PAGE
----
Chris Bosh hasn’t played professional basketball in two years. The former Miami Heat star’s last NBA game came on February 9, 2016, when he tallied 18 points and five rebounds in 35 minutes against the San Antonio Spurs. But soon after, a blood clot was discovered in Bosh’s left leg, just a year after he’d been hospitalized with blood clots in his lungs. In June, an NBA doctor ruled Bosh’s illness to be career ending, and he was cut by the Miami Heat. This week, Bosh joined The Bill Simmons Podcast to talk about his last season, his health, and his relationship with Pat Riley and the Heat.
Listen to the full podcast here. This transcript has been edited and condensed.
Bill Simmons: Was [the blood clot issue in your lung in 2015] life threatening in the moment?
Chris Bosh: Yeah, it was life threatening in the moment. I didn’t know it was life threatening, and then they were like, “Yeah, we’re going to check you into the hospital.” And as I’m being checked into the hospital I see that [the Heat] just traded for Goran [Dragic], and I’m like, OK, I don’t know what all this stuff means. But then they start hooking me up to machines, and they start telling me, “The next 24 hours is crucial.” Then I had to call my wife and she Googles blood clots and … I think it was Jerome Kersey, he had just passed, and so she’s freaking out, I’m freaking out. … And then when I think I’m going in the hospital, they’re like, “Yeah, no, we’ve got to do surgery on you.”
Simmons: Wow. So you found that out pretty quickly.
Bosh: I found that out four days later. Been in the hospital four days, I’m like “All right, going home.” And they’re like, “Yeah, we’ve got to do surgery on you tomorrow morning. We’ve got to really just go in there and clean it out.” And so I had surgery and was there for another week. It was a very interesting time. Very, very tough time in my life.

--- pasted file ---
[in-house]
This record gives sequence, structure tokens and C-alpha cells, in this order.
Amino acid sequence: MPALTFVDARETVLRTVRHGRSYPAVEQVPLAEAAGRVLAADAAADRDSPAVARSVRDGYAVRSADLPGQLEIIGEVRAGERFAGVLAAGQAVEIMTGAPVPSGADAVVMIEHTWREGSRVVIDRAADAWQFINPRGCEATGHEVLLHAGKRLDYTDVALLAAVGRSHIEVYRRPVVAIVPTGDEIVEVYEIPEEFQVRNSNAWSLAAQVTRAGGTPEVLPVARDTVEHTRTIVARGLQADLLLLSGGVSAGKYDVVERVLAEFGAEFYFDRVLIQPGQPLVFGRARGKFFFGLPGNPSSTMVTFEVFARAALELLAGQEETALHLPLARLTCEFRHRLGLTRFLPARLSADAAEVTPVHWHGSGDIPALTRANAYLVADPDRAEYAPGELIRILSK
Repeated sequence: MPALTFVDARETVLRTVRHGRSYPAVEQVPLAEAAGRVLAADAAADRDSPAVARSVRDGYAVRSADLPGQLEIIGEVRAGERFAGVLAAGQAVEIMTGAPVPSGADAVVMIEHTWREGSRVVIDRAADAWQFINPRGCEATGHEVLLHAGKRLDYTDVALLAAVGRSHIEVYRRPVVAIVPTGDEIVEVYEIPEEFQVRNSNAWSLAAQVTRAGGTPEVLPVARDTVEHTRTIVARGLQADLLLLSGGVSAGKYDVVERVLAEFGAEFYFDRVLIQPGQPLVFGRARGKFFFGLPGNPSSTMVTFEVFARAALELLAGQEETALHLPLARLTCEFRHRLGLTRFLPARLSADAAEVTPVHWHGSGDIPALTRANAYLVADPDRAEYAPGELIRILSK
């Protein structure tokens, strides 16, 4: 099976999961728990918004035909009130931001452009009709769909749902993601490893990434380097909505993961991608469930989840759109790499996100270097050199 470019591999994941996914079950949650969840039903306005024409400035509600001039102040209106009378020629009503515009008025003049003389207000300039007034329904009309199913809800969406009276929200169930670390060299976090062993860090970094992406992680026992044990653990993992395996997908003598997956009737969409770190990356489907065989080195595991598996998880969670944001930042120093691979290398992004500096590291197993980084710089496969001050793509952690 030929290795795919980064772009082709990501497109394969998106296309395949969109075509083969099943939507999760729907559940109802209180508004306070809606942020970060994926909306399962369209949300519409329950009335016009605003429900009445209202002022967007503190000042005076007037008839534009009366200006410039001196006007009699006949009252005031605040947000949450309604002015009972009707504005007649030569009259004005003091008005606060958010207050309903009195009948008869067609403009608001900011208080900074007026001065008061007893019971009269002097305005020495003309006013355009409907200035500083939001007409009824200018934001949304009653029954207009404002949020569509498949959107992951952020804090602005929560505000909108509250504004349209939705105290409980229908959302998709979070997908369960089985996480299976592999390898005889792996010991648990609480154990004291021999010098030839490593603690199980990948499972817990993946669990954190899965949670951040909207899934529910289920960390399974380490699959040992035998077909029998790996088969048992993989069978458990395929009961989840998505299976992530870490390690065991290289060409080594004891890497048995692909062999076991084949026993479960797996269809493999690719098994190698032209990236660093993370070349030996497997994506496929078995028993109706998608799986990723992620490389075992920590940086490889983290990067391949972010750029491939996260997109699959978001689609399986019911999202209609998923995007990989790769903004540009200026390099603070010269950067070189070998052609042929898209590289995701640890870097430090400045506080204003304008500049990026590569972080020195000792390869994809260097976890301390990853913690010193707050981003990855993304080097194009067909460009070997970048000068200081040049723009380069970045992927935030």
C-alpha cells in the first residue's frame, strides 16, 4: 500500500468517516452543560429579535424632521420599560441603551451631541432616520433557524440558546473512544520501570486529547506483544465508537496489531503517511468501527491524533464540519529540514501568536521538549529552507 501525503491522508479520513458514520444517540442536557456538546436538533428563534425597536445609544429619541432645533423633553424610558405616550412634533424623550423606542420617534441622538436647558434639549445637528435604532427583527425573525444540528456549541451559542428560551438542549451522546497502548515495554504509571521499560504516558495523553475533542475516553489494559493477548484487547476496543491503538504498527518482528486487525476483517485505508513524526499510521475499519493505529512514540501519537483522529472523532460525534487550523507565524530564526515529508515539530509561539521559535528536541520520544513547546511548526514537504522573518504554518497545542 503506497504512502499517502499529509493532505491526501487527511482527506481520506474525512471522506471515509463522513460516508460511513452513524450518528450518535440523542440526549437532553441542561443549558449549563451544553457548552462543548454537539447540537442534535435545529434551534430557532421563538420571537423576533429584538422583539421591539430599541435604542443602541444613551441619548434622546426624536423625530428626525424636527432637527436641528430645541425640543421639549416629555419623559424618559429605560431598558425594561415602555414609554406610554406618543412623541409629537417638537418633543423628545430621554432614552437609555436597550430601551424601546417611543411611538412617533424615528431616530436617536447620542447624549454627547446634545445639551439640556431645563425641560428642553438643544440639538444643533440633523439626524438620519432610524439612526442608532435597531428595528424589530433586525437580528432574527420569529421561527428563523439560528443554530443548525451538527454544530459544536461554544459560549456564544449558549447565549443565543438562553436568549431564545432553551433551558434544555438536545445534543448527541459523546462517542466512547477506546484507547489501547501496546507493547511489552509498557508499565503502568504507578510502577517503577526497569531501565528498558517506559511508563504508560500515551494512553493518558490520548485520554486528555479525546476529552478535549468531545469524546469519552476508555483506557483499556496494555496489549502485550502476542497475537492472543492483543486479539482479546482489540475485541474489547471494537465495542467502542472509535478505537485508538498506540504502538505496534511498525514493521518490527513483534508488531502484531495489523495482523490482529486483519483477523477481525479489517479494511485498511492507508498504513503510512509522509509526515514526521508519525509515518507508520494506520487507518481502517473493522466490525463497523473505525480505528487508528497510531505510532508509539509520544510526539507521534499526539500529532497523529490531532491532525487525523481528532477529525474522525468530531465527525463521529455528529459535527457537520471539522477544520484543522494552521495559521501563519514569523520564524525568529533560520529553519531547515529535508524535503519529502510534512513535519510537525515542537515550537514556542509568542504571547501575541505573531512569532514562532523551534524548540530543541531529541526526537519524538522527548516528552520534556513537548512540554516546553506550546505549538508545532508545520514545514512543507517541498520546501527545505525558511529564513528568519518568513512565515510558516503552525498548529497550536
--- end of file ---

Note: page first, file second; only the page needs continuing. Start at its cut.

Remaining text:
And then after that [I] came back the next year. And then going into the All-Star break, [I] played every game and then going into All-Star break, you know, felt a little soreness in my calf. I’m like, “Let me just make sure everything’s cool.” And then there was a distal blood clot, but when you say that, everybody just jumps for the moon. It’s like, “Oh my god!”
Bosh: And the season was a wrap. Tried to get back, but it just didn’t work.
Simmons: Did they ever tell you why they thought you had this? Just total fluke, or —
Bosh: Yeah, I don’t have hereditary markers. That’s the first thing they check for is: Is it hereditary? And it’s not hereditary, so there’s really no explanation. I mean, we can theorize — [but] you don’t want to deal with that stuff.
Simmons: I was really worried about you, beyond the normal reasons, just because I was in Boston when the whole Reggie Lewis thing happened, and they had a disagreement with the doctors. And I was at the game when he basically passed out, against Charlotte in the playoff series. And we thought he pulled a hamstring or something. I was sitting in the tunnel, he walked right by us, and it was like, “Oh, I wonder if he’s going to come back.” And that was the last time we ever saw him wearing a Celtic uniform.
And then there was this back-and-forth about whether he should play again or not, and [he] found this one doctor who cleared him and they brought him back. And he died like two months later …
Bosh: Well, the thing about it is, it hasn’t been talked about. That’s the problem. There’s nothing — they treated me just like [they’d] treat an 80-year-old patient. So there’s one size fits all — it’s not a plan, it’s not a program. … They don’t follow up and say, “Hey, it’s been six months,” or “Hey, it’s been X amount of time, make sure you do this.” There’s no plan for that. They just put the medicine in you and, “Any questions?” That’s it. And this could be months later, weeks later, years later for some people.
Simmons: So you had to reconcile, as an athlete basically in the prime of his career, what are the risks?